The story goes that the Egyptians came across the leavened process entirely by accident after someone left grain and water mixed together outside for a long period of time.

When they came back, they knew something was happening. They could see the natural yeast (commonly referred to as wild yeast) going to work, bubbling and growing.

The Egyptians made large amounts of sourdough bread, enough to feed entire cities. Soon, they taught the Greeks how to make the bread properly and it spread from there.

During the Gold Rush in Alaska and California, gold miners lived off leavened bread. It was cheap to make and took longer to grow moldy. It was the perfect choice when they were out mining for gold and gone for months at a time.

With the boom in artisan bakeries around the U.S., sourdough is making a comeback.

What makes sourdough bread so different is that instead of adding yeast to make it grow, it creates its own natural yeast.

Lactobacillus and acetobacillus (both good types of bacteria) change the state of the flour and water by creating lactic acid. These good bacteria are also what gives sourdough bread the unique taste you won’t find in other types of bread.

The natural yeast in the flour works with the lactic acid, making the bread rise by fermenting the sugars in the dough. Since it’s eating up most of the sugar in the flour, you absorb fewer carbs and less sugar when you eat it than you do from other types of bread.

This process takes longer than many other forms of bread but it’s great for low carb diets like the Paleo or the keto diet.

The Nutritional Facts of Sourdough Bread

Nutritional Facts of Sourdough Bread

Here are the basic nutritional facts of sourdough bread based on one serving or one slice. Each serving, for this purpose, should weigh around 2.2 ounces or 64 grams.

Every recipe is different so there are several variables from one loaf to another so keep in mind that these aren’t concrete numbers. Figures will vary depending on added ingredients in your bread or the type of flour you use.

  • Calories: 162
  • Calories from Fat: 14
  • Total Fat: 1.5 grams
  • Sodium: 385 milligrams
  • Potassium: 82 milligrams
  • Total Carbs: 36 grams
  • Dietary Fiber: 1.5 grams
  • Sugar: 3 grams
  • Protein: 8 grams

The Health Benefits of Sourdough Bread

There are several health benefits to eating sourdough bread which is why it’s so popular with people trying to eat healthily.

Here are the biggest benefits of sourdough bread and what makes it stand out from other breads.

  • Helps with Easy Digestion: Your body digests sourdough bread easier than other types of bread because it contains good bacteria (probiotics) that fights off the bad bacteria in your digestive system, making the digestive process easier on your body. It also breaks down phytic acid. Phytic acid can make it hard for your body to absorb minerals and vitamins from food. Since the probiotics fight against the phytic acid, your body absorbs all the good stuff when you eat. Plus, if made with the right flour, it’s gluten-free. This bread can be great for anyone with a gluten allergy.
  • Doesn’t Spike Your Blood Sugar: As you already know, bread is full of sugar. If you’re diabetic, this can be dangerous. But with sourdough bread, most of the sugar (or glucose) is eaten by the natural yeast during the fermentation process. So, there’s less sugar by the time the bread is baked and served.
  • Fights Illness: The good bacteria isn’t just great for your digestion. The lactic acid, specifically, is full of antioxidants. Your body produces its own antioxidants but it also helps to eat foods with antioxidants for optimal health. Antioxidants protect your body from free radicals. Some free radicals help your body fight illness or, in extreme circumstances, cancer. The lactic acid also creates the cancer-preventive peptide lunasin during the fermentation process.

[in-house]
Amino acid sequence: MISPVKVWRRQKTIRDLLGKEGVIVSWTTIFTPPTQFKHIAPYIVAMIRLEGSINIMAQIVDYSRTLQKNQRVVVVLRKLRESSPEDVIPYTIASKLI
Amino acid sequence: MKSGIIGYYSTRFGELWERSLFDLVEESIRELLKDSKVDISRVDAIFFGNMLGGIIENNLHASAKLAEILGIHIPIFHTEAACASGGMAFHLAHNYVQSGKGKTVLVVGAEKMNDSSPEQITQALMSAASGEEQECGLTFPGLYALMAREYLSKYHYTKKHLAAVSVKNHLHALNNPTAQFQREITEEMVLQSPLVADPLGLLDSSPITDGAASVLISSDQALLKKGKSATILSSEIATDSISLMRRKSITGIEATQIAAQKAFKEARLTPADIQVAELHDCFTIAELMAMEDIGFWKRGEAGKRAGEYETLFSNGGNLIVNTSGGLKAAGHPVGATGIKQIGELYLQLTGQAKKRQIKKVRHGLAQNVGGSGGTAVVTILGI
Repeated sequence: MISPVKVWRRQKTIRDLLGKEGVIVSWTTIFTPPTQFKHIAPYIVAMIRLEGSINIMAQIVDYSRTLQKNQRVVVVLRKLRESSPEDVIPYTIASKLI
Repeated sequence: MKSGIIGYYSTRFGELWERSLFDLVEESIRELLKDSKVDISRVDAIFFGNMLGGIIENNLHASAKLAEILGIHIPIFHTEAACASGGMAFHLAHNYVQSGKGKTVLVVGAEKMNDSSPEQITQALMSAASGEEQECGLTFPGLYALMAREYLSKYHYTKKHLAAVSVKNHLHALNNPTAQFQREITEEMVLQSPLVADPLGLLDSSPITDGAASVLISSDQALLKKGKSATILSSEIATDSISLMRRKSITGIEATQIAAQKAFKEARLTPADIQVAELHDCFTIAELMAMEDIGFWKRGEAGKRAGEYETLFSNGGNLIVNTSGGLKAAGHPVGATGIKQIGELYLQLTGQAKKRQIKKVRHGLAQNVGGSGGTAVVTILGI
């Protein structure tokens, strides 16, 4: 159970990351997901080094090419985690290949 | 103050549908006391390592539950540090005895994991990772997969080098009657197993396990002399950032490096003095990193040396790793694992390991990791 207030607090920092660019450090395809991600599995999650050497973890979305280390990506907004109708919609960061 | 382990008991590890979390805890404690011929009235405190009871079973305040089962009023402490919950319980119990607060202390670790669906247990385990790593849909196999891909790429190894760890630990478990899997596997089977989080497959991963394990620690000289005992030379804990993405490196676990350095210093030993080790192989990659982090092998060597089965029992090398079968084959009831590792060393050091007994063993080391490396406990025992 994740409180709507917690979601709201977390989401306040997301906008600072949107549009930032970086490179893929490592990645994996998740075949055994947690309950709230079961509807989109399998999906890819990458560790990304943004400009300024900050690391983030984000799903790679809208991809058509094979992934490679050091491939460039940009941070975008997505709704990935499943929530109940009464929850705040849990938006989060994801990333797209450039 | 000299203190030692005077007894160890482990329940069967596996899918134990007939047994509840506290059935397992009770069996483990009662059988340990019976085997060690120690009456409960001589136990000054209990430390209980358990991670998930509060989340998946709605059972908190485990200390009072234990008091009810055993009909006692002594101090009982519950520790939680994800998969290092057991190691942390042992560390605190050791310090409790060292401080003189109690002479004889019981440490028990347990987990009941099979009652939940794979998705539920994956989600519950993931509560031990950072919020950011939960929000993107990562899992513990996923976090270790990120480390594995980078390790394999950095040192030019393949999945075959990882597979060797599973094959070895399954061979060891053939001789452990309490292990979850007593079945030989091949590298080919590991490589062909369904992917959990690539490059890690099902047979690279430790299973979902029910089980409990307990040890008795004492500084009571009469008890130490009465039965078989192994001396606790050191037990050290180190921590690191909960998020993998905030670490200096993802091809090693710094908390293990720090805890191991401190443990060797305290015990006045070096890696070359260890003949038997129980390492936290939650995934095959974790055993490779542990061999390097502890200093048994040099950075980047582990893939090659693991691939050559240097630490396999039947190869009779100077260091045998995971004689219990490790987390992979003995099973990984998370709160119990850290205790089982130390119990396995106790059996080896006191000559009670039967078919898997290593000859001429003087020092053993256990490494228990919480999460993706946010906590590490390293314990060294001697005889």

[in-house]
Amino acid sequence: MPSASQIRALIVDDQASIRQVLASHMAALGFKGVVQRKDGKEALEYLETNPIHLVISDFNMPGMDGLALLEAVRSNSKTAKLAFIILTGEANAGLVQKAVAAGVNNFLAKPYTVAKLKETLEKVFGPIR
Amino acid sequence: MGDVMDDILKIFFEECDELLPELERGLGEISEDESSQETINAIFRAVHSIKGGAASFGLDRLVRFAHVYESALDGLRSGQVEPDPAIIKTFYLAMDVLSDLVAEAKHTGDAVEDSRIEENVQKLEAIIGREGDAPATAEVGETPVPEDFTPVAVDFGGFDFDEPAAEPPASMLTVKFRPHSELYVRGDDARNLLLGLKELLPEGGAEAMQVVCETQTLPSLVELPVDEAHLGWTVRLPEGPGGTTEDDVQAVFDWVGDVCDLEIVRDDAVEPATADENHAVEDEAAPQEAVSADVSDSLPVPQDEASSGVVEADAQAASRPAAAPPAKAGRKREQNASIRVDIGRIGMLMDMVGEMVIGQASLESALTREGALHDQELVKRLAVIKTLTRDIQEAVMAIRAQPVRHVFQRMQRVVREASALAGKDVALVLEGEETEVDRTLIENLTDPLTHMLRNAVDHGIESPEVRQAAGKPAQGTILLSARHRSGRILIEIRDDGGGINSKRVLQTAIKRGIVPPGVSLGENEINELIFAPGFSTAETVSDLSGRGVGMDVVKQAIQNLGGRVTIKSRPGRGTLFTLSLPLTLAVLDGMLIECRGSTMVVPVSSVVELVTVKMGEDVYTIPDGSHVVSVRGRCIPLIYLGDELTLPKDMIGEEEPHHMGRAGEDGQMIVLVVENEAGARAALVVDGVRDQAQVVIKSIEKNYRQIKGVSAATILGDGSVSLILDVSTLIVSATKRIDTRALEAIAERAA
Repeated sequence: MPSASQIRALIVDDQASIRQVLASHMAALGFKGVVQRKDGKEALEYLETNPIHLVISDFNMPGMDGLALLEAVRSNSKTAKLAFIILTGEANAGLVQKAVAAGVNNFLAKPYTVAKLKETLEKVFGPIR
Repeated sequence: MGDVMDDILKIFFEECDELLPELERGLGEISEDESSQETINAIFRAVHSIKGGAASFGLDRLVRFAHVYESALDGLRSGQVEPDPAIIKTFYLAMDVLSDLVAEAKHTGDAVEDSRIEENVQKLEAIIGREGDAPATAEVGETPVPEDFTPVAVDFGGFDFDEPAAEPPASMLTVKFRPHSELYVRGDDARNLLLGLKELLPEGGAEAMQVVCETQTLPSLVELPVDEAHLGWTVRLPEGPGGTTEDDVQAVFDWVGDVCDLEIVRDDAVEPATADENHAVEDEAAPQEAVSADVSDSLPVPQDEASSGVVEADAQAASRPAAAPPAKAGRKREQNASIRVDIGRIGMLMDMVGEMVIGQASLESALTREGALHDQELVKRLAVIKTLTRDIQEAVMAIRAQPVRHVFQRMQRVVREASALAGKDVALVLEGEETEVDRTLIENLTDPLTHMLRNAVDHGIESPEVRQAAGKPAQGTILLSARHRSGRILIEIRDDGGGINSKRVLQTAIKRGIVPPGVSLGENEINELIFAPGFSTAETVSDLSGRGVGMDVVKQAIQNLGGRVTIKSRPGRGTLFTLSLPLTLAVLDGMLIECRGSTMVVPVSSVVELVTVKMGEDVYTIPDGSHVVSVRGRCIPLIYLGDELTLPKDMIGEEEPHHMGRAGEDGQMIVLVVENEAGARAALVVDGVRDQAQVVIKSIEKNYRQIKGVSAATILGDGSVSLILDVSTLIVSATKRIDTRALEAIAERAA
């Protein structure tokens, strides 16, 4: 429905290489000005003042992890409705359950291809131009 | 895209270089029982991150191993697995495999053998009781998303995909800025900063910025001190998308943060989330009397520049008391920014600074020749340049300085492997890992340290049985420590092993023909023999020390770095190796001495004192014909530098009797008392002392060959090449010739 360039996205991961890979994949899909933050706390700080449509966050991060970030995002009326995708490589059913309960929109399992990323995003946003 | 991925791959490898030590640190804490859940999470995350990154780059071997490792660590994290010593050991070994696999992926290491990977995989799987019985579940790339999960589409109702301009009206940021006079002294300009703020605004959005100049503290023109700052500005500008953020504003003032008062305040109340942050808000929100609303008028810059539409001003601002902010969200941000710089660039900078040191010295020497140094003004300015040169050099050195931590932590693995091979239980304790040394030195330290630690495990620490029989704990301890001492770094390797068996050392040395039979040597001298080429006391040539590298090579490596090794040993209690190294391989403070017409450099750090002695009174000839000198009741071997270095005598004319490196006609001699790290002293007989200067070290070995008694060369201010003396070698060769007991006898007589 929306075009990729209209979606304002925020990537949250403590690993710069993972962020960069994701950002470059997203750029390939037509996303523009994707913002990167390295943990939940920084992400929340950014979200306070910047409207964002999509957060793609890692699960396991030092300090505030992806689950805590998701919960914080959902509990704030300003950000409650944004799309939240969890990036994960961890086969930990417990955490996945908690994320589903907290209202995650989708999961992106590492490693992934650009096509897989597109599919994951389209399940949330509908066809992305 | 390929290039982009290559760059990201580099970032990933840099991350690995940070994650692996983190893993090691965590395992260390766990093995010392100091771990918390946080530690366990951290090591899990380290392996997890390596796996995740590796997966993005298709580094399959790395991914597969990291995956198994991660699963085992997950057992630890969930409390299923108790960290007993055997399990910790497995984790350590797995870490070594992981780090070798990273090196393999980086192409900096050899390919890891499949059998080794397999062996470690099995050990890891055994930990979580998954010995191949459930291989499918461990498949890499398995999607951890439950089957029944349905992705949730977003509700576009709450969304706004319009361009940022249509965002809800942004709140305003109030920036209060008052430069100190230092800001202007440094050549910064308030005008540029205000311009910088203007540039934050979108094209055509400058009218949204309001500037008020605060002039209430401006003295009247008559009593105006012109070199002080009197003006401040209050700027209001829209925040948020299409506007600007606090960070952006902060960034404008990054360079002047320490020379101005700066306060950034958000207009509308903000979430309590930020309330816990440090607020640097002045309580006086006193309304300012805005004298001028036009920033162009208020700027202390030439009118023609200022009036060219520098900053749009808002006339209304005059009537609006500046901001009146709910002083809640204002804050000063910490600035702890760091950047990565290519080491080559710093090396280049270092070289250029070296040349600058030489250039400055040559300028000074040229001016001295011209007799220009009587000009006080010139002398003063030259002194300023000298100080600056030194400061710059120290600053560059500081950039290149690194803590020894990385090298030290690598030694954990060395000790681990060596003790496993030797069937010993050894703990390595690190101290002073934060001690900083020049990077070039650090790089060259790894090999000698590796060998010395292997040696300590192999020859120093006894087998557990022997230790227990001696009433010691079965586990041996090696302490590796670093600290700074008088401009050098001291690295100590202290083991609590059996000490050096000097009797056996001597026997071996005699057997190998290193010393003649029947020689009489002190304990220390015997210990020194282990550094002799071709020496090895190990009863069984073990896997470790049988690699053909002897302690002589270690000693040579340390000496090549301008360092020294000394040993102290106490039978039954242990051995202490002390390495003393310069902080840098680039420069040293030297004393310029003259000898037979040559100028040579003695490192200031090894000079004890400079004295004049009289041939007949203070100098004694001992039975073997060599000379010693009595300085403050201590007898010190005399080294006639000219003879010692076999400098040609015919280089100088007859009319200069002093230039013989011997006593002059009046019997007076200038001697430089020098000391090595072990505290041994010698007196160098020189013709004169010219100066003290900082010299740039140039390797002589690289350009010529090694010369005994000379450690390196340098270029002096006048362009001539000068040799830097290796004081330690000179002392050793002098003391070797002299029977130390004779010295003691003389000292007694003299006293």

• Reduces Fatigue: Sourdough bread is full of minerals and vitamins. One of the biggest minerals in the bread is iron. Since phytic acid is broken down during fermentation, your body canabsorb the iron (and other minerals and vitamins) in the bread. Low iron can lead to chronic fatigue so, when you’re eating sourdough bread, you’re getting a healthy dose of the iron you may be lacking. If you have low iron levels, your immune system may not be working properly. Iron helps your hemoglobin which delivers oxygen to all of the cells or organs in your body.

The Bottom Line

The health benefits of sourdough bread are numerous. If you’re looking to eat better, sourdough bread is a great choice. You can find it in any bakery and it’s super easy to make.

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Milwaukee Skyline at Sunset

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Hungarian Mushroom Soup

I really love mushrooms. They don’t have to be fancy mushrooms, any old mushroom will do. I throw them into all sorts of recipes at literally ANY time of the day. But the thing is that ‘shrooms so easily lose some of their flavor if the juices escape during cooking. But the grate thing about soup is that you capture all that essence in the broth. Yum, oh!


This Hungarian Mushroom Soup with Fresh Dill is rich, with hints of smokiness and a great umami flavor. It’s the perfect bowl of soup to warm up with this season!

Ingredients

  • 4 Tablespoons butter
  • 1 large onion (diced )
  • 1 pound mushrooms sliced (white, crimini and/or a mix of wild mushrooms like chanterelles)
  • 3 Tablespoons flour
  • 1 Tablespoon paprika
  • 3 cups vegetable stock (chicken stock or bone broth)
  • 3 Tablespoons soy sauce
  • 1 cup 2% milk
  • 1/2 cup sour cream
  • 1 Tablespoon lemon juice
  • 1 Tablespoon chopped fresh dill (or 2 tsp. dried dill)
  • ¼ cup chopped fresh parsley
  • Salt and pepper to taste

Instructions

  • Melt the butter in a large saucepan over medium heat, add the onions and mushrooms and cook until the mushrooms have released their liquids and it has evaporated, about 10-15 minutes.
  • Mix in the flour and paprika and let it cook for 2-3 minutes.
  • Add the stock, soy sauce and milk, bring to a gentle boil, reduce the heat and simmer for 10 minutes.
  • Remove from heat and mix in the sour cream, lemon juice, dill and parsley. Season to taste with salt and pepper.